Elmer J. Howard's Loving Martin is based upon a true story, though we're told very little about that story other than what unfolds in this 21-minute short film that centers around two men - Erik (Scott Olson) and Martin (Allen Montes), an obviously in love couple who are at different places in life and circumstance yet, despite it all, display the kind of warmth and affection for one another that makes you believe in their love.
Erik is an older man, middle-aged with an established career and a desire to settle down in both life and love.
Martin, on the other hand, is a younger man. He's less settled, more willing to push boundaries and gives us hints of having lived a life where testing those who love him is part of what one must endure to love him. Still, he loves.
Loving Martin opens beautifully, lensing by Brett Bays drawing us into what we're initially assuming will be a tale of conflicted love yet relative bliss. Francis Snyder's invites us into comfort, quietly pulling back the curtain toward lives that aren't quite as idyllic as we'd hoped they would be.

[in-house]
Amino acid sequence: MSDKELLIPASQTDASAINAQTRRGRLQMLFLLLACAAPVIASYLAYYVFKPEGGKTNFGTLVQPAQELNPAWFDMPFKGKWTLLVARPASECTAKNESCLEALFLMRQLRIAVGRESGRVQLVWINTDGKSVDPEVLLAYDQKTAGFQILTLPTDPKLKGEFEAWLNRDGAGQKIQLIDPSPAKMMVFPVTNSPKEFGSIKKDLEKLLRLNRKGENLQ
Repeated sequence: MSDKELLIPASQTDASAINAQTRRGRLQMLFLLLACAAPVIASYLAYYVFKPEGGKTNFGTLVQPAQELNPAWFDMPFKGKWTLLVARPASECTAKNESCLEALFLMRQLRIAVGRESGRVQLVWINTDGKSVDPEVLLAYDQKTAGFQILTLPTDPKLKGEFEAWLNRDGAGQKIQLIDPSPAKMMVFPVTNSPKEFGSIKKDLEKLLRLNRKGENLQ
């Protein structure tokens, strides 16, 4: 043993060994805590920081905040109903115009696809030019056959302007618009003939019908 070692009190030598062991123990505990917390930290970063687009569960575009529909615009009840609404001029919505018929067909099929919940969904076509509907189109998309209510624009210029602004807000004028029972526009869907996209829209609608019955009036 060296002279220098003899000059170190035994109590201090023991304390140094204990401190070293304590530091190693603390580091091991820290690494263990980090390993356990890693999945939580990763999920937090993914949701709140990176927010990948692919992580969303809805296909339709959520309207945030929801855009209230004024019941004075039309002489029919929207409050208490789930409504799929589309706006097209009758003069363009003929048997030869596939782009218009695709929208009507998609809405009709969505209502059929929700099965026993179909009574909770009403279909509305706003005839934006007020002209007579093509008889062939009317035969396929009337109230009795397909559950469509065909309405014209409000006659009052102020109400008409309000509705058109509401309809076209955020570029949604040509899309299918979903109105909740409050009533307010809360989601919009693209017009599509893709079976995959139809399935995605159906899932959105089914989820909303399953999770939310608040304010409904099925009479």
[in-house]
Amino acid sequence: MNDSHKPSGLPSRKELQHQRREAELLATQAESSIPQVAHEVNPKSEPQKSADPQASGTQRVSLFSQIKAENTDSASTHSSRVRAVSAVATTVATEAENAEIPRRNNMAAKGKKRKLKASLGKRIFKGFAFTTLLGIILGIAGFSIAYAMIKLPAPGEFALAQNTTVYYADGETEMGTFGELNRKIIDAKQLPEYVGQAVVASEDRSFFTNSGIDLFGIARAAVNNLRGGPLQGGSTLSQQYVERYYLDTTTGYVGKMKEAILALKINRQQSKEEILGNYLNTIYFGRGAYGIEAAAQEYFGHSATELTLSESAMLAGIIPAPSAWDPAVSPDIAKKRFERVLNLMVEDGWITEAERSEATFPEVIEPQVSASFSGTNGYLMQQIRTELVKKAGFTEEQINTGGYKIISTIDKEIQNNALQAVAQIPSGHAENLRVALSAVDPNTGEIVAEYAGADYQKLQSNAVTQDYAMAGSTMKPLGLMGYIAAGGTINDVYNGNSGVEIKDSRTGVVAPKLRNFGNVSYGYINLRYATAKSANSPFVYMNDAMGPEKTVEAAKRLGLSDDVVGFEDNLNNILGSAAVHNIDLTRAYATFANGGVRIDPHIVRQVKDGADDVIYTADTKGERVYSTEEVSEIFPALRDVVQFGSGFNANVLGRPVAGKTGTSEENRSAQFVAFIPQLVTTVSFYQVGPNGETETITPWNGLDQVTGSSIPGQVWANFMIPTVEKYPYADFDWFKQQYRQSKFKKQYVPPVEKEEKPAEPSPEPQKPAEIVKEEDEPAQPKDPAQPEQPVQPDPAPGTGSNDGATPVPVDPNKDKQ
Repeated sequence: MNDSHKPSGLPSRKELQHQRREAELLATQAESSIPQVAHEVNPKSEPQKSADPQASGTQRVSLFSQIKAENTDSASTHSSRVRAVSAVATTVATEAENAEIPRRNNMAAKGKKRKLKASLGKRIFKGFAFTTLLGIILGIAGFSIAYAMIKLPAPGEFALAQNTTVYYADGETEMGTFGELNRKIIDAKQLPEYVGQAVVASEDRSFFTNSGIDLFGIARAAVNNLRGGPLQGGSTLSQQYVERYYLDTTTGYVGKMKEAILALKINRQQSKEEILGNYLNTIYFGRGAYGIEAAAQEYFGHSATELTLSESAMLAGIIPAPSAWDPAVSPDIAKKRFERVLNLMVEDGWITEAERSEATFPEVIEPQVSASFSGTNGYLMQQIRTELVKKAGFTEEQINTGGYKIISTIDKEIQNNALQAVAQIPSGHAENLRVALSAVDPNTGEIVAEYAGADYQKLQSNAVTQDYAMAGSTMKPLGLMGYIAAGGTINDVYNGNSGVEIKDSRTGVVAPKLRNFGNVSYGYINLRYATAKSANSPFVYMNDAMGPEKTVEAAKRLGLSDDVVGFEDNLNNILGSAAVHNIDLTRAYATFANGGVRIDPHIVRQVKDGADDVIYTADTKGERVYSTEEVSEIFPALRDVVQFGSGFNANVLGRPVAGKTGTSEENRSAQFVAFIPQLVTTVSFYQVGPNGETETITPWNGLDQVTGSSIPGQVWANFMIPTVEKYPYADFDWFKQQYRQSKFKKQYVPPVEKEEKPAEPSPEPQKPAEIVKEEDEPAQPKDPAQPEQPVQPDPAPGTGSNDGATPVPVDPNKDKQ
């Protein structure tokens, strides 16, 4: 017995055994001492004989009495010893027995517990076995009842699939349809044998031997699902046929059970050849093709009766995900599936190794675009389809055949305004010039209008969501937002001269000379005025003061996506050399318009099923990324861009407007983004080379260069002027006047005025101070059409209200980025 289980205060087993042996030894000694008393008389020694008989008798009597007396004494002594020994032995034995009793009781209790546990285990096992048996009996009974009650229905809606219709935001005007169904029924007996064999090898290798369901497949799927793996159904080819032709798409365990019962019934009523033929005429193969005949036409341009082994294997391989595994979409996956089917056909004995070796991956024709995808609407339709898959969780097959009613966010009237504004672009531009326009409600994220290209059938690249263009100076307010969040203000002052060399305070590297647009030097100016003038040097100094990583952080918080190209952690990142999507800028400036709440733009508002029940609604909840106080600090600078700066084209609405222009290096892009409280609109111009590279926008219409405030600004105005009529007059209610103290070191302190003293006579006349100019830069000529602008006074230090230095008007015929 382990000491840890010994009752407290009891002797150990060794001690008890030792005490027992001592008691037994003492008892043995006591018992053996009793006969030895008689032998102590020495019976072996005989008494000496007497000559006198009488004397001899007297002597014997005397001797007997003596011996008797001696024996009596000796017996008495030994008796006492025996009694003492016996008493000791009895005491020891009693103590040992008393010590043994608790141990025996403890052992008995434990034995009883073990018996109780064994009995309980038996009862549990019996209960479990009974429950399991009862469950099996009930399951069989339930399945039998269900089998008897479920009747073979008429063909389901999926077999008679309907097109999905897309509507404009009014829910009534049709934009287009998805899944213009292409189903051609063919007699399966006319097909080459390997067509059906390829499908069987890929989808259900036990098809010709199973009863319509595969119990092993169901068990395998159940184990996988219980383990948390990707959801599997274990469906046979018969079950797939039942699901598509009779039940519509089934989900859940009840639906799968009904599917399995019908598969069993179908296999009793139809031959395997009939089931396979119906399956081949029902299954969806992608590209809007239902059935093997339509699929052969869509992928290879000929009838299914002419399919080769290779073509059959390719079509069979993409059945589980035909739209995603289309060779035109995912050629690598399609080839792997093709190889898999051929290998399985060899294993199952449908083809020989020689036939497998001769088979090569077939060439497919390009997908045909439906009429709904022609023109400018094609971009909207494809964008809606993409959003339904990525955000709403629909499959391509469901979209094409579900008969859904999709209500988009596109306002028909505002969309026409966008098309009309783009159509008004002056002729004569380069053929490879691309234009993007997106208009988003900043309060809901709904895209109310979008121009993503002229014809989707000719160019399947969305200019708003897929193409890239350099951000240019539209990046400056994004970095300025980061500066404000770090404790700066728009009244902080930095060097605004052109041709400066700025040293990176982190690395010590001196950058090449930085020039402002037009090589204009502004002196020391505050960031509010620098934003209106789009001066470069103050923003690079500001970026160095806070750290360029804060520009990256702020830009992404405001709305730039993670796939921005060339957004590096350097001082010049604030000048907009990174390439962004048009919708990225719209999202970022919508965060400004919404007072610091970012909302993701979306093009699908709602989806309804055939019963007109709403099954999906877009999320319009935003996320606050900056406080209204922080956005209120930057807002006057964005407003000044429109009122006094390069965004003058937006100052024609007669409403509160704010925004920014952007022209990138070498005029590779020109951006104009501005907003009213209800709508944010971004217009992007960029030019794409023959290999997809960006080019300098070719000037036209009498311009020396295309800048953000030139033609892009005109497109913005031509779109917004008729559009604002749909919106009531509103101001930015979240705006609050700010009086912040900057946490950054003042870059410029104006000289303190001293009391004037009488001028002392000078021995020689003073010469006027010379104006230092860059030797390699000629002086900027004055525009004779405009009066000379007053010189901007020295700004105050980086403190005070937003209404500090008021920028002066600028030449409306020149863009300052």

While Loving Martin is a relatively melancholy affair, it's rather surprisingly never a depressing one. This is a film that unfolds loving, tenderly and with tremendous respect and admiration for its subject matter that slowly, yet never fully, reveals itself. The only intrusion into their world cinematically comes from Jeanine (Rhayne Thomas), Erik's friend whose appearances are immensely welcome as they further the story and give the film a welcome spark and energy.
The cast of Loving Martin is uniformly fine, though there's little question that Rhayne Thomas's appearances steal what is essentially a two-man show. The strength here, however, lies in the story itself and the way that Howard works from David Vernon's script to tell a story of love, acceptance and new beginnings. While somber, Loving Martin is ultimately a hopeful and life-affirming effort that serves as a fine tribute and cinematic dedication.